Early in 2006, The Swift seemed to be in trouble, with their name dropping from their former label Flicker Records' website, and an early exit of drummer Trae Drose. For most bands this could signify the end, especially since Drose's departure leaves only two original members, but few guys have worked harder than The Swift throughout the years, and this became evident when they resurfaced on Michael W. Smith's own Rocketown Records. With a fresh start ahead of them, The Swift also set out to redefine their sound, which is a goal that they definitely accomplish with Singing Back to You. The question is though, was this was a good decision on their part?
What would probably be called the signature sound of The Swift is a heavy piano line overtop laid back and simple, yet catchy guitar work. Upon their formation in 1998 as Regeneration X and then as Puddleglum, this was not the case (they were more of a worship/heavier rock band), but their change in direction to the sound of The Swift (2002) and Today (2004), really cemented their sound. In Singing Back to You, however, both of these elements take a back seat as most of the more fast-paced songs have been replaced with slower ballads. What is accomplished here is a successful shift towards a focus on worship with more songs that better highlight their faith, yet the album also compromises the foundation of the band at the same time.
The Swift's newest album is not boring; it's just not catchy and high paced, and it doesn't contain really any of the elements that made their other albums fun to listen to. In fact, Singing Back to You really does start off well with "Love Song" and "Rain Down," but unfortunately these two songs aren't really a good representation of what else is in store. "Nothing But the Blood" is a beautiful take on the traditional hymn too, and could have fit on some of their past albums, but the problem is the album does not really speed up at all after that, and it is just one ballad after another. Britt Edwards is one of the most talented pianists in the business, but fans who have heard The Swift's previous releases will be begging for the energy and variety found on those records, despite Edwards' skill. Fortunately, a little more than halfway through Singing Back to You, "What the World Will Never Take" saves the album and picks up the pace, but just for one song, and then the worship ballads begin again. Why did The Swift change their sound if what they were doing before worked so well?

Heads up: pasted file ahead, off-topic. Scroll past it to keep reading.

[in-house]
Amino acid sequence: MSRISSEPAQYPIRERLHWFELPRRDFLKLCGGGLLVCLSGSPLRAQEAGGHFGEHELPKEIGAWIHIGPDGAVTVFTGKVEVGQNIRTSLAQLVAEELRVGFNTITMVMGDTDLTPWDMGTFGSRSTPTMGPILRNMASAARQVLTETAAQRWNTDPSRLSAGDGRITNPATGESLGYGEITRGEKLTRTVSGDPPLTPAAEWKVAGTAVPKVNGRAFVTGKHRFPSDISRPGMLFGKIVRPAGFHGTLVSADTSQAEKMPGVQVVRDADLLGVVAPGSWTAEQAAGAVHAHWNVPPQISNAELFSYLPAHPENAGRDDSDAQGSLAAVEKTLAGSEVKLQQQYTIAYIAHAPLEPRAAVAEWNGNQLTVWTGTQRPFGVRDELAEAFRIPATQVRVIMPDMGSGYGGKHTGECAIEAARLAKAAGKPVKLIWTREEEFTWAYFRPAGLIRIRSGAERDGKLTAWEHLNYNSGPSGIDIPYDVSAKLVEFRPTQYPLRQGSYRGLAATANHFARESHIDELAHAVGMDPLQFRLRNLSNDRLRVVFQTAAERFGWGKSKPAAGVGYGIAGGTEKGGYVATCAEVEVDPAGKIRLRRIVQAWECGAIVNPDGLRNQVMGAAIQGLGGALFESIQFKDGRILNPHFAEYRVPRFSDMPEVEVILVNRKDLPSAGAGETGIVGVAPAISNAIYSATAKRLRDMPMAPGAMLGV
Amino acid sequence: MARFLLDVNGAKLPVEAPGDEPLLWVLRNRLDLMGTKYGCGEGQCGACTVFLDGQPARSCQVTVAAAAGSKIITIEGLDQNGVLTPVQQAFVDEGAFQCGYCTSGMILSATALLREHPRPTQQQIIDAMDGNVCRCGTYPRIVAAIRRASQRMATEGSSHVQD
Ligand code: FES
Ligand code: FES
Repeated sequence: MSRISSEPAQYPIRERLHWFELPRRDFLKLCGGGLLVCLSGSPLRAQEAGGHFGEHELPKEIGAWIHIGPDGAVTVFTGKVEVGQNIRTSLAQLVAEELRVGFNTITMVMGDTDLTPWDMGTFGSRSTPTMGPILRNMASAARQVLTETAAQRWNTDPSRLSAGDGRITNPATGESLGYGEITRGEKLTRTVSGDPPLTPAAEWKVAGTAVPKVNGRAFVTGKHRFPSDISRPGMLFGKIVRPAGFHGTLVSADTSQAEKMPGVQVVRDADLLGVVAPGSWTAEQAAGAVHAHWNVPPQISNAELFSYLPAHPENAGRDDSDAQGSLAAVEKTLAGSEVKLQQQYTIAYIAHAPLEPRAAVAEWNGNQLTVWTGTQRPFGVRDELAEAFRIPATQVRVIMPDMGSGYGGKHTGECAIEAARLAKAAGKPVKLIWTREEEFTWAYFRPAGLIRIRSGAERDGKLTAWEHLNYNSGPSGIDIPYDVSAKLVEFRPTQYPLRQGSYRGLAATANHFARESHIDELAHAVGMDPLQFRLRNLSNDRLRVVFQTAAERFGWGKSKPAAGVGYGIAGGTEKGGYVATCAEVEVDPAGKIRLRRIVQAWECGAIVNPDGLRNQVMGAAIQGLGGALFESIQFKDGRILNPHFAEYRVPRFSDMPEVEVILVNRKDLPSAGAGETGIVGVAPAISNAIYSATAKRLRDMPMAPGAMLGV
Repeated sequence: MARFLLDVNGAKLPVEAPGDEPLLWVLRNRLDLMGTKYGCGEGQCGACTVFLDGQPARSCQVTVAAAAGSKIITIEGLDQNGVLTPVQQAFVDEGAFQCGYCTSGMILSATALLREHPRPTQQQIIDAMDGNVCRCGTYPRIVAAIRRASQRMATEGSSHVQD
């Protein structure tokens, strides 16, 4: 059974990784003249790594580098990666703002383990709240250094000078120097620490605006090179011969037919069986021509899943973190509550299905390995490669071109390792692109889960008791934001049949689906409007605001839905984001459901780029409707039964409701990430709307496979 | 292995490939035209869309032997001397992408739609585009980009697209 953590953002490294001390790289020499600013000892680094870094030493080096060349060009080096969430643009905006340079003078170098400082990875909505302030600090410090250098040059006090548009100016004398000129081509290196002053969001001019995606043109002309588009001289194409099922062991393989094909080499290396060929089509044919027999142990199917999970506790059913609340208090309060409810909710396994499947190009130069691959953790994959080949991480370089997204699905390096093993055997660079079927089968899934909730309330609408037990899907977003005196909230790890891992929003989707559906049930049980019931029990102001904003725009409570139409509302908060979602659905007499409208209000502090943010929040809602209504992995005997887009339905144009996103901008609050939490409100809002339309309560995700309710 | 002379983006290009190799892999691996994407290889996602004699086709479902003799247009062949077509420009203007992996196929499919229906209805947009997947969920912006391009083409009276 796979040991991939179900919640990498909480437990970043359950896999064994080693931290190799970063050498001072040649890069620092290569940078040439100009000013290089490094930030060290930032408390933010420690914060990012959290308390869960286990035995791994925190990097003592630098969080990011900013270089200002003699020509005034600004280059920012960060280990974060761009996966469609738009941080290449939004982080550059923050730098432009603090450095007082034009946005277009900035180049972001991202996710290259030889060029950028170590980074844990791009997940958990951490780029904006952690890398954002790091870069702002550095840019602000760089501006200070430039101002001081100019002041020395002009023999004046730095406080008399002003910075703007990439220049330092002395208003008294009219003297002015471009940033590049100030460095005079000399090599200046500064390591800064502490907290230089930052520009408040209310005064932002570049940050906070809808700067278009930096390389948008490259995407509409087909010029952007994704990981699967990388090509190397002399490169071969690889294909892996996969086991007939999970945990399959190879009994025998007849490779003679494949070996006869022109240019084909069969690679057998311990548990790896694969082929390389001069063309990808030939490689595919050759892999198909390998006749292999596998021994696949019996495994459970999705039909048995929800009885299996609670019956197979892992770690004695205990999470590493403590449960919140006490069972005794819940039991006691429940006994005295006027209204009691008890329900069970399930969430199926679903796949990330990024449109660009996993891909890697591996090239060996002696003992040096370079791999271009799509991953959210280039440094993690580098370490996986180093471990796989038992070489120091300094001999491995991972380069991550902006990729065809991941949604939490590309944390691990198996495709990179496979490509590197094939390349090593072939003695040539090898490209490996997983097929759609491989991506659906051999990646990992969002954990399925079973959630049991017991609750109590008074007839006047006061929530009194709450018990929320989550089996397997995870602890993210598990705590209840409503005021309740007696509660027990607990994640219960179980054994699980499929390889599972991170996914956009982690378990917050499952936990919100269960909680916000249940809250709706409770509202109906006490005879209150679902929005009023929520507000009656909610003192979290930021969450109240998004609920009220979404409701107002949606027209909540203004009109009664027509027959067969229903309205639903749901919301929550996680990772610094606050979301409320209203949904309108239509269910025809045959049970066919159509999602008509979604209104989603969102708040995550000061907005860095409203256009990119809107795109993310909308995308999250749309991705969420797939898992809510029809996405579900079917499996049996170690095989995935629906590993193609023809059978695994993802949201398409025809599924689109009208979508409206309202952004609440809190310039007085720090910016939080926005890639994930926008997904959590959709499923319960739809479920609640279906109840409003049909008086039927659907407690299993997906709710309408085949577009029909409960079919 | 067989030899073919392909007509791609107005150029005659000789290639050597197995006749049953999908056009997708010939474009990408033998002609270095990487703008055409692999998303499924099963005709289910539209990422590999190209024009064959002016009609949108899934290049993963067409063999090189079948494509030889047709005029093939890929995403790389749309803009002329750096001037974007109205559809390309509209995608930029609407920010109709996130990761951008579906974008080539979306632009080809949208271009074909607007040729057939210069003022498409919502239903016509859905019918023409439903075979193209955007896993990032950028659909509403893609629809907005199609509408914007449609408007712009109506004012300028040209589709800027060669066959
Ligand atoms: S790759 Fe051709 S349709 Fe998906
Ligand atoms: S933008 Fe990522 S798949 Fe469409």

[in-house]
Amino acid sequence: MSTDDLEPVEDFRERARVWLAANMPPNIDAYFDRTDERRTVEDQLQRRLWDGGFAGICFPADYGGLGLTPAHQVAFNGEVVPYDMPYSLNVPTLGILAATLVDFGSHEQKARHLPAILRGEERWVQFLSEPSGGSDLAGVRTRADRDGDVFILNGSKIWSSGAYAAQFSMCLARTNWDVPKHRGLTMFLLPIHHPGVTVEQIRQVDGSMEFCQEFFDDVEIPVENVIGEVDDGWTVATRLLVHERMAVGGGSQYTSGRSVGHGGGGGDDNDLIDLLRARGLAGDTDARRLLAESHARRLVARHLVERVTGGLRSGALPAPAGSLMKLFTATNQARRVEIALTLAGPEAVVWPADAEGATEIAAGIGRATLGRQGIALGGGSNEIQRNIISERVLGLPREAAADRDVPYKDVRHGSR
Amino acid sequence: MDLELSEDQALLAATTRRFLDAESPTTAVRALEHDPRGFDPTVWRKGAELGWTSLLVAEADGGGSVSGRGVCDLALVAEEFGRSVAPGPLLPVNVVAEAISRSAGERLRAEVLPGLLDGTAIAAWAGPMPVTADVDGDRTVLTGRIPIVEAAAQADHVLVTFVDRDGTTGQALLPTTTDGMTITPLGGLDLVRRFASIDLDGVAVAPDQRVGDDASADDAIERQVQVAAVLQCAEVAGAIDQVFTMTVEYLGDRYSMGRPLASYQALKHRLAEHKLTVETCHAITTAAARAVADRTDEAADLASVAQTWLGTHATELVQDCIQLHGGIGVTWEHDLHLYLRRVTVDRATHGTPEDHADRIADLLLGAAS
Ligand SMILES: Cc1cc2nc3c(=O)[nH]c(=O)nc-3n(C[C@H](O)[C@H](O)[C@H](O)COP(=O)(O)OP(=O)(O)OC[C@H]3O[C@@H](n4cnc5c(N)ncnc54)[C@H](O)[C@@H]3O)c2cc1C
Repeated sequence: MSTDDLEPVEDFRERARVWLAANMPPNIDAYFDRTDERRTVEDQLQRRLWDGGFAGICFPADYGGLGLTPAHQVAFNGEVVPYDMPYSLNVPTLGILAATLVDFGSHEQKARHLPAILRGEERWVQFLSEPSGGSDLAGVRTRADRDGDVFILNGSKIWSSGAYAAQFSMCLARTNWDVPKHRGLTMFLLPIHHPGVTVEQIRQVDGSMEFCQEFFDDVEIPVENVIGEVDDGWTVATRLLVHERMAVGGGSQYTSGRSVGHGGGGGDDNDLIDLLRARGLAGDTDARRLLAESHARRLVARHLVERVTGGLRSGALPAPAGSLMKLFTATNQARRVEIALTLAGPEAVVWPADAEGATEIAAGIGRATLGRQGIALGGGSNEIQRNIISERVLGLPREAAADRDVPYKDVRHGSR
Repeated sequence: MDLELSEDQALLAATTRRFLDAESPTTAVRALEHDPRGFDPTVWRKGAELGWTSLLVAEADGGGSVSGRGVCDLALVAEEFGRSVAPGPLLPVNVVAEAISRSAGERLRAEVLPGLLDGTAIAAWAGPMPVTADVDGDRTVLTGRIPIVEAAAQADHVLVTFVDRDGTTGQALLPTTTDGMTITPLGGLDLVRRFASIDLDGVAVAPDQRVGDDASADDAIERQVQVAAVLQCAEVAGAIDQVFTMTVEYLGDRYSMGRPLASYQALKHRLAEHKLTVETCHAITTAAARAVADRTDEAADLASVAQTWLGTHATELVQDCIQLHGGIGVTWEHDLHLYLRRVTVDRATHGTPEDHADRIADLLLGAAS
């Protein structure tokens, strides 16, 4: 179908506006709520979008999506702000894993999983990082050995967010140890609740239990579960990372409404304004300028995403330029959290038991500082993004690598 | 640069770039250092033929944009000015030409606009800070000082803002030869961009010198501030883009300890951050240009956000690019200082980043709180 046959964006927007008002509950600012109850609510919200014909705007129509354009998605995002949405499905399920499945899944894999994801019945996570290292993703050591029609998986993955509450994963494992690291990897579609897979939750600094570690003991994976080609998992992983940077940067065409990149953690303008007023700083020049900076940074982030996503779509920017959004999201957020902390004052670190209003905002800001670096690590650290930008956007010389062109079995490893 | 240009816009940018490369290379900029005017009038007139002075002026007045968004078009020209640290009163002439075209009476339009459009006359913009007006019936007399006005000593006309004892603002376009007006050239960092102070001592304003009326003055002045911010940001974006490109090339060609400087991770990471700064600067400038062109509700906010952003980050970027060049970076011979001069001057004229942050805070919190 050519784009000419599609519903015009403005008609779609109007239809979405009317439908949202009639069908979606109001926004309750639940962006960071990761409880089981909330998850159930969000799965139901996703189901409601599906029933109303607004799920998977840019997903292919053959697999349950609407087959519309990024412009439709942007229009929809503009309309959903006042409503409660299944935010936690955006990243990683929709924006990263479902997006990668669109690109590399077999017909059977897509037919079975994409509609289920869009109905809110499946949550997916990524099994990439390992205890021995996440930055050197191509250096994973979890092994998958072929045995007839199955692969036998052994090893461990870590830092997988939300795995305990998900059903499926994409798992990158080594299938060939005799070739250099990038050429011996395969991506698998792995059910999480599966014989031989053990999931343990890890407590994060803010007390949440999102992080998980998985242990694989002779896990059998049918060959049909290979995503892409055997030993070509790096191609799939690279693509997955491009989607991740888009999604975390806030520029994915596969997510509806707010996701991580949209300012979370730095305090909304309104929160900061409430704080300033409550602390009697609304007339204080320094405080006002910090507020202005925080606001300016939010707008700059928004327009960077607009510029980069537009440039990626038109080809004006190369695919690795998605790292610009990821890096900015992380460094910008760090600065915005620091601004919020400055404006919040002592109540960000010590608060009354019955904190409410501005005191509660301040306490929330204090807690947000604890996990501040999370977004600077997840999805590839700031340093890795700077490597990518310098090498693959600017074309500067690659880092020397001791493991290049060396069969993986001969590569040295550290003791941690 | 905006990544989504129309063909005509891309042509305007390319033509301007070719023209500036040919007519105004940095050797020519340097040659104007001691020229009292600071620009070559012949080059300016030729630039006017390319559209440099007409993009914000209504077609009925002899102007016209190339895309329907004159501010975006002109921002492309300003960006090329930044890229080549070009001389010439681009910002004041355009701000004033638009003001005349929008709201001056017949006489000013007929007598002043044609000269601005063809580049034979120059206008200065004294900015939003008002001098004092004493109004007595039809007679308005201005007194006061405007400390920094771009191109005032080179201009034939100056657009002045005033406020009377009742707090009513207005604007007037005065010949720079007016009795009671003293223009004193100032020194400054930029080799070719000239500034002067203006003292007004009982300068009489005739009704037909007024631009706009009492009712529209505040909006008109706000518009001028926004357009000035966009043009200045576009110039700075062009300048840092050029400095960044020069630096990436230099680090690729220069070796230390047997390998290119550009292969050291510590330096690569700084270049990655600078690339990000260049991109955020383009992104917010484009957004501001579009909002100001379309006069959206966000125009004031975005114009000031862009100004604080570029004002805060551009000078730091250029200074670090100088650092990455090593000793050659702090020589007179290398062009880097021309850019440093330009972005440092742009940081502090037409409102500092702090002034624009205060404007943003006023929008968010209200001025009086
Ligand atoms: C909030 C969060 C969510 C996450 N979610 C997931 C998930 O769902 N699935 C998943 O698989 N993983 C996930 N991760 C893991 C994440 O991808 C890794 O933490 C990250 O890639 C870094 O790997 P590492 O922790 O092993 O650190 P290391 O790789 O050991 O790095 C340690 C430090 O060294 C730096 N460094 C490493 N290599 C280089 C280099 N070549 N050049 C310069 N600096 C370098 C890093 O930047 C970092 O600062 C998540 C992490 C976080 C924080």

There is probably a logical explanation behind this situation, though. Even though they tour constantly, The Swift has never received the recognition they deserve. The pay for a musician is low, the life is hard, and they have experienced many member changes and label problems. Honestly, the band is probably tired and has turned to the only person that won't let them down: God. Cleary evident in their usage of the hymns "Nothing But the Blood" and "At the Feet of Jesus" in their album, as well as in songs such as "Always Been With Me" that put their trust in God, The Swift has surrendered all that they have, proudly proclaiming to God "my hope is in You, my life is in You, my heart is in You." Most of the record is spent exalting God, too, not just calling out to Him in a time of need. "Your Name" is perhaps the best of these tracks, with Edwards crying that "Your Name is a strong and mighty tower" and that "nothing has the power to save, but Your Name."
With the direction that Christian music is taking towards bands writing more cryptic lyrics in order to appeal to wider audiences, The Swift is truly a gem among rocks. Still, their newest album, Singing Back to You can't help but be a little bit of a disappointment because the whole time it's playing, it just seems like there is potential musically lost somewhere, and there is a large void where it should be. Give The Swift credit for their boldness to proclaim the name of Jesus, but they just seem tired.- Review date: 10/2/06, written by Flip Choquette
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